Torah records Yahweh's instruction in Deuteronomy 4, "Assemble Me the people, and I will make them hear My words that they may learn to fear Me all the days that they live upon the earth, and that they may teach their children." Torah activities help parents and teachers fulfil their responsibility to train their children to remember the ongoing faithfulness of Yahweh and to inspire the young to live according to His commandments. The parashat, or weekly reading of a specified Torah portion, can form the basis for Sabbath school, bar or bat mitzvah training, or private or home school religious education lessons. The cycle of readings reminds Jews that the Torah is a never-ending circle, just as one must perpetually pursue the holiness contained in the Torah commands.
Make or buy a puzzle that relates to the Torah in general or the week's parashat. Hide the puzzle pieces around the room. Create a list of questions about the lesson or story. Ask the questions and let the person who answers find a puzzle piece. As the class collects correct answers and puzzle pieces, let them try to fit their pieces together until the entire picture is revealed. Talk about how important it is to understand the whole picture that Yahweh is trying to communicate through His Torah counsel rather than taking select portions out of context and getting a distorted view of Yahweh and his commands for a holy life.
Simchat Torah is a Jewish holiday that falls at the end of Sukkot in the month of Tishrei and celebrates the completion of one cycle of reading the Torah and the beginning of the next. Dancing with Torah scrolls is a festive part of this holiday and children can imitate their fathers' Torah celebration by making their own model Torah scrolls. Tape a cardboard tube to each end of a long sheet of paper. Let each child write a special aliyah reading on his scroll and roll the ends up to the middle. Let the children dance with their Torah scrolls to express their joy in Yahweh and following his commands.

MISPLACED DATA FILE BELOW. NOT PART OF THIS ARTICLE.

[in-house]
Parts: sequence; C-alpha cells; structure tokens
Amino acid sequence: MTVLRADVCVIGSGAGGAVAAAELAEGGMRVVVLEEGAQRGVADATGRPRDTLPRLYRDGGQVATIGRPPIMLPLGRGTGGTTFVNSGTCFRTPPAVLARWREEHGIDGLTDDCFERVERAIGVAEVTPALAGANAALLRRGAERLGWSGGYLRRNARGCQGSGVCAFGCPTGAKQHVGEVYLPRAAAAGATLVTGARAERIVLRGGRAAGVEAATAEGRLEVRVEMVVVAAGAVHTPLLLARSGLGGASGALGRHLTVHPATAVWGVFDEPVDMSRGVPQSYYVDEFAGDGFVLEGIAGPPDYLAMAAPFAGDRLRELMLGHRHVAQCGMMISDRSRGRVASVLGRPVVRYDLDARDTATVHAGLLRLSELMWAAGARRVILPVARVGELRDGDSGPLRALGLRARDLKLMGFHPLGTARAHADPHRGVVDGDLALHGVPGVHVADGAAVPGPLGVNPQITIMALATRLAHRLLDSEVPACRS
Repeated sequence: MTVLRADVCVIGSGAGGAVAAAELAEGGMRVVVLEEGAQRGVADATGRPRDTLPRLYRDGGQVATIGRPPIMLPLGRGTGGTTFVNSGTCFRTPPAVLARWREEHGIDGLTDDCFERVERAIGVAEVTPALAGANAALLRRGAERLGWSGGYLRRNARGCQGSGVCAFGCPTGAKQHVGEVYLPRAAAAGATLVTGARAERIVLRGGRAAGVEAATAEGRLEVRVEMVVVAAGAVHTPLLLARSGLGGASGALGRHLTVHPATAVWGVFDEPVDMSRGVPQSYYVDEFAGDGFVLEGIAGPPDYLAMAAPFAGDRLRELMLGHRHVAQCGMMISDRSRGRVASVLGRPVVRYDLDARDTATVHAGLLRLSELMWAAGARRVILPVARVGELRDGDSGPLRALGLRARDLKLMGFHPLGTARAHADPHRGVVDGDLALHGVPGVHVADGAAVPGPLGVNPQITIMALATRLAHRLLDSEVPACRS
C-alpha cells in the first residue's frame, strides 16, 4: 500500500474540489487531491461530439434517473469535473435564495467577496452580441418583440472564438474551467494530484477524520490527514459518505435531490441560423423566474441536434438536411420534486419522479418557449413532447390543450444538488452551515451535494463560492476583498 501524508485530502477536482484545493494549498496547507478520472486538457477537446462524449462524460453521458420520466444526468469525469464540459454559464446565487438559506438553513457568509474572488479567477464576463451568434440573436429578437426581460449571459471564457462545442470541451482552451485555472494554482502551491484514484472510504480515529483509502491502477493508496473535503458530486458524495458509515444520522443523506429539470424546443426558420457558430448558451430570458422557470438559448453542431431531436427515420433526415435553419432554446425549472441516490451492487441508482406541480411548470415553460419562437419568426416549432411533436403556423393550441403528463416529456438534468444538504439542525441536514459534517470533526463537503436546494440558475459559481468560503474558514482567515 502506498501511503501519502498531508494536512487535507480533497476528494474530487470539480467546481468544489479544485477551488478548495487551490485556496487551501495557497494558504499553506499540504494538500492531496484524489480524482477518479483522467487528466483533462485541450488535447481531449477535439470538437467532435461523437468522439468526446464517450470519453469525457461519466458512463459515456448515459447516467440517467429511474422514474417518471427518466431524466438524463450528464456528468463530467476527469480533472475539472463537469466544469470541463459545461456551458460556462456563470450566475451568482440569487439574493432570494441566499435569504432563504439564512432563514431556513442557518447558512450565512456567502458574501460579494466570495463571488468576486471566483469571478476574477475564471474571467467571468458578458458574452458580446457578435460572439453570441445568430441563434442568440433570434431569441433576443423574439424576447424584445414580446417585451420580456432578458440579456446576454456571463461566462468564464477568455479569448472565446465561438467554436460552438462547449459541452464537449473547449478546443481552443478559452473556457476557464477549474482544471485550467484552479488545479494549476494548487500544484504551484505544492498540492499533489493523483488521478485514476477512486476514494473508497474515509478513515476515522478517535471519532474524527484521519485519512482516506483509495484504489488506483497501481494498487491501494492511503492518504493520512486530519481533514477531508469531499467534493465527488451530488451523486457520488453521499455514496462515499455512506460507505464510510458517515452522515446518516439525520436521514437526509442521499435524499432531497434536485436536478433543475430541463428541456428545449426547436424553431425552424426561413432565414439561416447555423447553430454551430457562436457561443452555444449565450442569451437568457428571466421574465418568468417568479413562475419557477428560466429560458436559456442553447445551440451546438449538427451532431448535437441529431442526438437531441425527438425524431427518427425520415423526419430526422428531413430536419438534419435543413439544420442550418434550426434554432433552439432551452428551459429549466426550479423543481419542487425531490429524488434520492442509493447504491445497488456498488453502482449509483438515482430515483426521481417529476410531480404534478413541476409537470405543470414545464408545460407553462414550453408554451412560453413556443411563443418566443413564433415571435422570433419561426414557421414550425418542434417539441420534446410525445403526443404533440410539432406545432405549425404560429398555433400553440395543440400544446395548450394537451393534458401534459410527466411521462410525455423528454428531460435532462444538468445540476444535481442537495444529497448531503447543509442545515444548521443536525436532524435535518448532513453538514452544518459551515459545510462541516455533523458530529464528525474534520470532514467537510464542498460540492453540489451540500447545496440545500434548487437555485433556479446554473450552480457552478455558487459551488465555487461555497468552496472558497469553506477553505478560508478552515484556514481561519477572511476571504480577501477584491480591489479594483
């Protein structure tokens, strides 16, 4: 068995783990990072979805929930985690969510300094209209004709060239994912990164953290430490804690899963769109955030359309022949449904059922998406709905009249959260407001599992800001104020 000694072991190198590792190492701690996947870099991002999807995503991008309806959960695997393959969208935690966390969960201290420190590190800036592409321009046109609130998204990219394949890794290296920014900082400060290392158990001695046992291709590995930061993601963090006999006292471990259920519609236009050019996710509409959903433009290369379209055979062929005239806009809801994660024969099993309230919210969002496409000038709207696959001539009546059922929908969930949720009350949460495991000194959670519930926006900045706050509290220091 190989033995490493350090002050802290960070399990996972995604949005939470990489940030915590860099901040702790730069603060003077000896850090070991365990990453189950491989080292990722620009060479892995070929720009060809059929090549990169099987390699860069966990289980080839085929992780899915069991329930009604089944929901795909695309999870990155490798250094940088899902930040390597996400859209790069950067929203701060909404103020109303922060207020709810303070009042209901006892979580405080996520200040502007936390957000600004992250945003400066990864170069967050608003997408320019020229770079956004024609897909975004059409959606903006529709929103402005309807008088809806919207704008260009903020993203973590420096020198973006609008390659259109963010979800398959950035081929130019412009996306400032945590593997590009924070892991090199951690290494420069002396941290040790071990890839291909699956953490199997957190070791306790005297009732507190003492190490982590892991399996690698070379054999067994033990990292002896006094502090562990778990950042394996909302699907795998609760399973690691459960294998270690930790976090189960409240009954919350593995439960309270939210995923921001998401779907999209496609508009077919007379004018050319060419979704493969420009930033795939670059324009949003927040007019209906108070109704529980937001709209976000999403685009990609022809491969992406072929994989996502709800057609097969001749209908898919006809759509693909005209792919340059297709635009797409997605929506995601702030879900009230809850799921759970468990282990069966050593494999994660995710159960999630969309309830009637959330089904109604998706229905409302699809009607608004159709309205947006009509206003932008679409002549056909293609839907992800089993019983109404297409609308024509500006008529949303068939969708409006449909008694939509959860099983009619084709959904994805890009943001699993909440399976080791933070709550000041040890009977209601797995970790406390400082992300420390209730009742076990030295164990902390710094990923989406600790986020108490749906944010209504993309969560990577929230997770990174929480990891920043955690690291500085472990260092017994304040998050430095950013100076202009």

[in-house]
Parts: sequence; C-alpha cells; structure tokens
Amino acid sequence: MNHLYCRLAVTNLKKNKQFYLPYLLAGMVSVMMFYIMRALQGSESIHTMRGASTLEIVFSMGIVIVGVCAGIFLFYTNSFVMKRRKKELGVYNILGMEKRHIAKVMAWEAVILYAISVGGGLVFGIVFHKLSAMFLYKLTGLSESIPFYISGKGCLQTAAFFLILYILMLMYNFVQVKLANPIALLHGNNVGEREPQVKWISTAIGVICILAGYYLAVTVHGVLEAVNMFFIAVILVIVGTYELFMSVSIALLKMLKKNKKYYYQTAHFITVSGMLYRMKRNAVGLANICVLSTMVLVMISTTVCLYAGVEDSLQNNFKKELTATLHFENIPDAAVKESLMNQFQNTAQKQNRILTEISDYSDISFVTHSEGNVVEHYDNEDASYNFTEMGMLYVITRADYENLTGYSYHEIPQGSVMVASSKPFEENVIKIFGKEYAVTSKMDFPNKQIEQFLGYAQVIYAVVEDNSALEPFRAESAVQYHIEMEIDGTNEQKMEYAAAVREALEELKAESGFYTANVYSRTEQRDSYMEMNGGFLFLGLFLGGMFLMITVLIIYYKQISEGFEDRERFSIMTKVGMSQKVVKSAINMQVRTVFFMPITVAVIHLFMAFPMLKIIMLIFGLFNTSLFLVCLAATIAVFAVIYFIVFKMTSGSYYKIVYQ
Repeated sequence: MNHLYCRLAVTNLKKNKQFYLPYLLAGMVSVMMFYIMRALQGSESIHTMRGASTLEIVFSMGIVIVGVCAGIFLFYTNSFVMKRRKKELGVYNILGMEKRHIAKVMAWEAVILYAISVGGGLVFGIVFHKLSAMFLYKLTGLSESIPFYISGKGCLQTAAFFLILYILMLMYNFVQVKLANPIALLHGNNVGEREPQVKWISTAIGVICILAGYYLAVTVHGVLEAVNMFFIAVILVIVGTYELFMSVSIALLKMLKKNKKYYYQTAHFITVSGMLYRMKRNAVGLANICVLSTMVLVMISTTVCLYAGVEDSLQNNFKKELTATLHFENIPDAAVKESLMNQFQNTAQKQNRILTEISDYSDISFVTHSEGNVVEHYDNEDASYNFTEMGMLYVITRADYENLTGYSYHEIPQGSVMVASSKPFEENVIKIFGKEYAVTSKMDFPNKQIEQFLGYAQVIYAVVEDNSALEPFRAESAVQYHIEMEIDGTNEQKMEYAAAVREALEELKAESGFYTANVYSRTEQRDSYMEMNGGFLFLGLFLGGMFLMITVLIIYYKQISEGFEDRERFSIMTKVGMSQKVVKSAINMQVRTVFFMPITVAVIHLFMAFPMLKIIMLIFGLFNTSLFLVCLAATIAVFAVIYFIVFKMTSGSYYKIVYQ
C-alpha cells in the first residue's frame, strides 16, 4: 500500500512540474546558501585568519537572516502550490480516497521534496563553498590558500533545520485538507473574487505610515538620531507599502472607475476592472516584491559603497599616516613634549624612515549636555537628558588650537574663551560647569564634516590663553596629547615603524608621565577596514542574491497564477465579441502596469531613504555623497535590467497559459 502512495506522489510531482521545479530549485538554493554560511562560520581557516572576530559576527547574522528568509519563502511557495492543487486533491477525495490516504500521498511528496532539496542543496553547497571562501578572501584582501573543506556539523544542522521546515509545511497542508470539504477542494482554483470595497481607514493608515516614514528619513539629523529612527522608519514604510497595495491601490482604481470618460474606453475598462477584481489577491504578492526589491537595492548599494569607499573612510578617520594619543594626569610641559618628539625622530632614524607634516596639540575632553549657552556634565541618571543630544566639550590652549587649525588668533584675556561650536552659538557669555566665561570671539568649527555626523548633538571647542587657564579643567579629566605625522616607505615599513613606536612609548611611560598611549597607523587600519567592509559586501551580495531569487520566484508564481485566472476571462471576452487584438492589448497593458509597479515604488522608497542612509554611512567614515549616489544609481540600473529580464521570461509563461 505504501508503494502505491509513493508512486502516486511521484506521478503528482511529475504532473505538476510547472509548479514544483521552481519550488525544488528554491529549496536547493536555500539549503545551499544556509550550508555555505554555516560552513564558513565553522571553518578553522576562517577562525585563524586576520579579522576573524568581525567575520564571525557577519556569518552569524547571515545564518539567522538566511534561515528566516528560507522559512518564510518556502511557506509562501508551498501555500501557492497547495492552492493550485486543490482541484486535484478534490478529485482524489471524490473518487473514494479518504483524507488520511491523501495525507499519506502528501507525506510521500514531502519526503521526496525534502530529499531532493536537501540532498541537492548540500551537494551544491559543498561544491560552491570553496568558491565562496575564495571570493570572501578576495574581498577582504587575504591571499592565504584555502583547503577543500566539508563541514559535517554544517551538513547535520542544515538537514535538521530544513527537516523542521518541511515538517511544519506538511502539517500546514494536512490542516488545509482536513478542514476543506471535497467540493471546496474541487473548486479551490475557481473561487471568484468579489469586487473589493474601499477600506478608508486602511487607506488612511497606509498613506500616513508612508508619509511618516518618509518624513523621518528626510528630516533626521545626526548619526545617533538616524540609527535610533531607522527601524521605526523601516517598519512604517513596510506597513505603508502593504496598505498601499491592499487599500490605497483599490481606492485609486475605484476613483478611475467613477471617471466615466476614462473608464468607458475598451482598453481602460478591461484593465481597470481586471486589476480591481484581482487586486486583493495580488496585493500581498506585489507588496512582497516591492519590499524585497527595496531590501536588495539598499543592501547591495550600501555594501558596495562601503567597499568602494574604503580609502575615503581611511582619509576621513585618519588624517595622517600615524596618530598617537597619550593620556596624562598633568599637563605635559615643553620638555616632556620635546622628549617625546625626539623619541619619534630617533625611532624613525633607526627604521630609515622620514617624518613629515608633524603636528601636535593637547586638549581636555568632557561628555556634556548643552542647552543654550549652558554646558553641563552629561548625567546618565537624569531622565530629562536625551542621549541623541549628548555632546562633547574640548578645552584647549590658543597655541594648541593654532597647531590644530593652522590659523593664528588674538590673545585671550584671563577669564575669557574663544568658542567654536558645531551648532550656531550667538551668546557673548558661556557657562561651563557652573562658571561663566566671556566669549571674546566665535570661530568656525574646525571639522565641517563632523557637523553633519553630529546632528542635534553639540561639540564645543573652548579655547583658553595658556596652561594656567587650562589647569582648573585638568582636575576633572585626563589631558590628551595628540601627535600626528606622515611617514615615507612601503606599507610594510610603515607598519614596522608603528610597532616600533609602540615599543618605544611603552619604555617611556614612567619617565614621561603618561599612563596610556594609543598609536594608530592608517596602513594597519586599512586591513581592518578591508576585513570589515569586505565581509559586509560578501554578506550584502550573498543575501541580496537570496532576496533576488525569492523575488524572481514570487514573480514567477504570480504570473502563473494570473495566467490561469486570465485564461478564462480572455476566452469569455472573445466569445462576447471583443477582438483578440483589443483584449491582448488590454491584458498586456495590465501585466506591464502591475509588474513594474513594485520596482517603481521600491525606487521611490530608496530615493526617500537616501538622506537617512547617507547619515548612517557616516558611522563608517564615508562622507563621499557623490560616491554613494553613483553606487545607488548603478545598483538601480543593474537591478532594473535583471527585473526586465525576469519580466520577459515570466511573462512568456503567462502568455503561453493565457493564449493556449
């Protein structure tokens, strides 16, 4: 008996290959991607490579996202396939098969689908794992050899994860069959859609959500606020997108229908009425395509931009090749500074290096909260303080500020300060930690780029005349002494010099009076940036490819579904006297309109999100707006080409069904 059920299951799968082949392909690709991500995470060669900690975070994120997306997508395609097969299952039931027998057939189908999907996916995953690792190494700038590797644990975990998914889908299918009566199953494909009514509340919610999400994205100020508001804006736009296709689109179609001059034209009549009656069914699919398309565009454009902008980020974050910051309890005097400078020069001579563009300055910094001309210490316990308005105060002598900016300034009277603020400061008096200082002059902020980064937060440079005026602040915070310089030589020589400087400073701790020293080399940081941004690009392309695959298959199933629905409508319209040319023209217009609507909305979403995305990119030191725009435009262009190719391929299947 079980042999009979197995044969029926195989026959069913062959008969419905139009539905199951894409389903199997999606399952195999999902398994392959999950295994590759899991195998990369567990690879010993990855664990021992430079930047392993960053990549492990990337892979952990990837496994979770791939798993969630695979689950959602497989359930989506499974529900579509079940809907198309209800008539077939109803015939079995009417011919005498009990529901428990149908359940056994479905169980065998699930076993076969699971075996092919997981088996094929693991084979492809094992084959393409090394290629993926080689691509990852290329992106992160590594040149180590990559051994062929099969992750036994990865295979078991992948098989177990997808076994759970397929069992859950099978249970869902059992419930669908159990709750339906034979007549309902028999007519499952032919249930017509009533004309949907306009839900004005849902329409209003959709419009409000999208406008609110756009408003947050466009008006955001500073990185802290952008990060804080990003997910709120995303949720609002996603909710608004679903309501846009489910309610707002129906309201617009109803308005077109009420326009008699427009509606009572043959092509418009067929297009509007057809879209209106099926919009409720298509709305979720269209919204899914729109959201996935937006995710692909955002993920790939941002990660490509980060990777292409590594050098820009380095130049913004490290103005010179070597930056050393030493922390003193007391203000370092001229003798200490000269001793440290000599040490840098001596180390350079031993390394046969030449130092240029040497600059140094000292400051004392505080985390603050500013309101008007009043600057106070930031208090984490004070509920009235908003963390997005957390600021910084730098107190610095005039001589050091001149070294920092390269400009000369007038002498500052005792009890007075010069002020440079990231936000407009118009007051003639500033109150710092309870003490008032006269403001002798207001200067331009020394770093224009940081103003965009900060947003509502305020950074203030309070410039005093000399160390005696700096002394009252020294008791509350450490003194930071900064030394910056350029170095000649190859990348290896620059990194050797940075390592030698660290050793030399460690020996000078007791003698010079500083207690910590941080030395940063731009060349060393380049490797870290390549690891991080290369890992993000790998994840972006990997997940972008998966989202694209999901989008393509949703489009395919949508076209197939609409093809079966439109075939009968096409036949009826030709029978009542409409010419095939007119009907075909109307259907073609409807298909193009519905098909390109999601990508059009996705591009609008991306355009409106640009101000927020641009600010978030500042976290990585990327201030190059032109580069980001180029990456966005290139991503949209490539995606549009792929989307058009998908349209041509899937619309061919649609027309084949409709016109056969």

Torah Stained Glass
Cut a scene from the week's Torah reading and secure it to a piece of black construction paper. Tape a piece of waxed paper to the back to cover all the cut out space. Arrange crayon shavings or colourful tissue paper over the waxed paper to create a stained glass design. Lay another sheet of waxed paper over the top and cover with a towel. Apply heat with an iron to meld the two sheets of waxed paper together and secure the colours in place. Hang your artwork in a sunny window for an ongoing reminder of the Torah and the life lessons it illustrates.
Torah instructs, "Man doth not live by bread only, but by every thing that proceedeth out of the mouth of the Lord doth man live." (Deuteronomy 8:3) Highlight the importance of ingesting Torah on a regular basis and storing its commands in your heart and mind by letting the children make an edible Torah snack. Cover a flour tortilla with cream cheese. Use raisins or chocolate chips to create Hebrew Torah letters. Press straight pretzels into opposite edges from top to bottom and roll both edges to the middle. Ask children to recite key Torah verses and then take a bite together. Continue until each child has had a chance to speak Torah for her classmates benefit.
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